Grief is sometimes mistaken for depression. While it is true that in both circumstances sleep disturbance, changes in appetite and extreme sadness are experienced, the common loss of self-esteem found in depression is absent in grief.

My name is Tracy Renee Lee.  I am a funeral director, author and freelance writer.  I write books, weekly articles and brief tips on understanding and coping with grief.  It is my life's work to comfort the bereaved and help them live on. 
Please follow my blog at http://pushin-up-daisies.blogspot.com/, follow me on Twitter @PushnUpDaisies and visit my website for additional encouragement and information at www.QueenCityFuneralHome.com.

A Daughter's Sacrifice

This story is about a brave soul who is fearless and committed to service. She is a courageous woman of strength, loyalty, and sacrifice. She lives in a very small town where everyone knows everyone, and everyone knows your business.

She is a daughter in a rather large family. Both of her parents are in the same nursing home together. They share a great love for each other and their daughter respects that. She gets up every morning and goes to the nursing home to care for her parents. She washes them, she feeds them, she takes them for outings, and most of all, she loves them. At the end of the day, when all is quiet, my friend carries home her parent’s laundry. She painstakingly washes their laundry, and returns to the nursing home the next day, with fresh linens and undies for her dear mom and dad. From the depth of her soul, she is committed to her parents. To their dying day, she sacrifices and cares for their every need. The interesting part of this story though, is yet to be told. My dear friend lives in a town where her siblings also live.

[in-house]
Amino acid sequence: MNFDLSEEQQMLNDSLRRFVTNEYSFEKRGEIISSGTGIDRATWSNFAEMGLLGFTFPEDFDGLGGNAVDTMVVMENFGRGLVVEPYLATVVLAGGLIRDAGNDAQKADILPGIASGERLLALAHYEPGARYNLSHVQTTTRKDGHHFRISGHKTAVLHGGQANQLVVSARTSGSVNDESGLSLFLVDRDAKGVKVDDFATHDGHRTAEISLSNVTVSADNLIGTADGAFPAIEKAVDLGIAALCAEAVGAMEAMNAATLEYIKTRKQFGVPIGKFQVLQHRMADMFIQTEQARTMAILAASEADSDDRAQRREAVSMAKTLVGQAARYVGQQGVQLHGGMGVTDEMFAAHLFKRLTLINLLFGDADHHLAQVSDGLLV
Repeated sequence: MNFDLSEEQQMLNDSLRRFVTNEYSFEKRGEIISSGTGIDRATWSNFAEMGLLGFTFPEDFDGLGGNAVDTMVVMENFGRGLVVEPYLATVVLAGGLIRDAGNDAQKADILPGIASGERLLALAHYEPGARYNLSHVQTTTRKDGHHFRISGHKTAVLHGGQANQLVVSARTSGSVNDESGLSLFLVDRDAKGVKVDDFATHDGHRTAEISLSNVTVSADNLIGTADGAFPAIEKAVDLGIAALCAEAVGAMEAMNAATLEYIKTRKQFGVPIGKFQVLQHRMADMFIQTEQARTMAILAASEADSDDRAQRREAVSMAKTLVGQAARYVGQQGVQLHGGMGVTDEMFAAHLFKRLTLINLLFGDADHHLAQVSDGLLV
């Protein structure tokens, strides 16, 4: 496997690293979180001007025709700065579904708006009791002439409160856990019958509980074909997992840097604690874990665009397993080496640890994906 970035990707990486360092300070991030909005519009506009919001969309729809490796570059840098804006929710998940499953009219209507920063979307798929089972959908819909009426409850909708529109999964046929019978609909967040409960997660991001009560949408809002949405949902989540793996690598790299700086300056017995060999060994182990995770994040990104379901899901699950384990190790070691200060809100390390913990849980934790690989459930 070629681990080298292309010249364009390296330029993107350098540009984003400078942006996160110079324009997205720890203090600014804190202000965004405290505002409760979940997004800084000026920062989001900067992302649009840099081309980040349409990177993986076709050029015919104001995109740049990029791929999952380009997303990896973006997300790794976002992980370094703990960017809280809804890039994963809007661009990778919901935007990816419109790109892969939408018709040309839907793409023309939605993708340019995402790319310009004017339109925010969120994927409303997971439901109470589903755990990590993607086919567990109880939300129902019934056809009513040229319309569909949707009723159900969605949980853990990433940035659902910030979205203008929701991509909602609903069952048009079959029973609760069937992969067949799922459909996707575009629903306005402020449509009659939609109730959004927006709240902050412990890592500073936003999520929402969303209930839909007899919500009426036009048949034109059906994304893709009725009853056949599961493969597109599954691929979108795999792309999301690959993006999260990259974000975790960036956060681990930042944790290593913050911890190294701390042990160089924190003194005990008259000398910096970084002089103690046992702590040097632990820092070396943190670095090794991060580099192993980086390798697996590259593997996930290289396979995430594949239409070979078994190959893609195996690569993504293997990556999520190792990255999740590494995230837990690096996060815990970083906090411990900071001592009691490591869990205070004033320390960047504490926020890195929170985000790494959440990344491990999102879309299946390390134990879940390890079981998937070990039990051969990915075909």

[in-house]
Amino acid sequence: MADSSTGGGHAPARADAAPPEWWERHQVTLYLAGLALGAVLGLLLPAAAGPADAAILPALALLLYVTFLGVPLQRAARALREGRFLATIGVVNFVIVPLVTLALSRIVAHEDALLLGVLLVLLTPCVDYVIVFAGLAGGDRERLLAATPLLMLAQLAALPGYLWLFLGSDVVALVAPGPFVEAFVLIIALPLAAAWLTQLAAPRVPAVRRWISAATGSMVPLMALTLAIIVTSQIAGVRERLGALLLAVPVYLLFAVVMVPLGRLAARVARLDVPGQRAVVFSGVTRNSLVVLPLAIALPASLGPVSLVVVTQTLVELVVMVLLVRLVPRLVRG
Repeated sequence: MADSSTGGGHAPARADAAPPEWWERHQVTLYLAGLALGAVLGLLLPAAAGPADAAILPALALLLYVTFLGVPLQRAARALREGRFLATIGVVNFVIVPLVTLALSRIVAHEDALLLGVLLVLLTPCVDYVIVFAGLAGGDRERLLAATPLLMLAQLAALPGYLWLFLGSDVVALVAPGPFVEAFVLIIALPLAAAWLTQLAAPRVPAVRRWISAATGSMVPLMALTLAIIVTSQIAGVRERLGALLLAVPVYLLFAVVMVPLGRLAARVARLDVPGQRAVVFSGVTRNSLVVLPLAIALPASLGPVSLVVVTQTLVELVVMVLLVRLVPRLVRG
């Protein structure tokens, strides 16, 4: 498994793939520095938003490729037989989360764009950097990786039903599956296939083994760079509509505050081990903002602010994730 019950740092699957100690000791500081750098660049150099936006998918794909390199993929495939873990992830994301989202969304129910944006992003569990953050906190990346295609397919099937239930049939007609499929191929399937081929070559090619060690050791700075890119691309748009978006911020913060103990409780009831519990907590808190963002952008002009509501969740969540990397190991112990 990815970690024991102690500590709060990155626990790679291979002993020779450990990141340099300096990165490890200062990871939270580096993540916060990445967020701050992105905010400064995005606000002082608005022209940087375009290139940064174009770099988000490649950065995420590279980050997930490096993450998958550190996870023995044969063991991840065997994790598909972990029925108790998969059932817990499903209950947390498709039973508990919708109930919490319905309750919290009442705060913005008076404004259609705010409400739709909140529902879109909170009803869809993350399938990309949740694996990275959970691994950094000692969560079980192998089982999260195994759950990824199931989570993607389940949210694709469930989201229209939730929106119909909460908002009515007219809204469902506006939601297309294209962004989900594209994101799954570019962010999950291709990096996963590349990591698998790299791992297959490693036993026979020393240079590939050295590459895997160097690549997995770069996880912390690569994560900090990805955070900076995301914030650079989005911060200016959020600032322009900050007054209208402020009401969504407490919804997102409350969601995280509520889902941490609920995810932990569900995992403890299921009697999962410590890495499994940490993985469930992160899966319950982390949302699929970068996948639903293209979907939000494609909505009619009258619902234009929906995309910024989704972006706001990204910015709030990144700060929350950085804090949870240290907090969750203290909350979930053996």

On any given day, I can drop by the nursing home, and there will be my dear friend, caring for her sweet parents. Sadly, she has always been alone in her commitment. One wonders why one child over the others is committed beyond reproach.

Her father passed last year and my dear friend took care of every detail for his service. She made arrangements for her dear mother to attend, and she ensured the comfort of all friends and family attending. I do not think until that time, I had realized the depth of her commitment, her love and her sacrifice on behalf of her darling parents.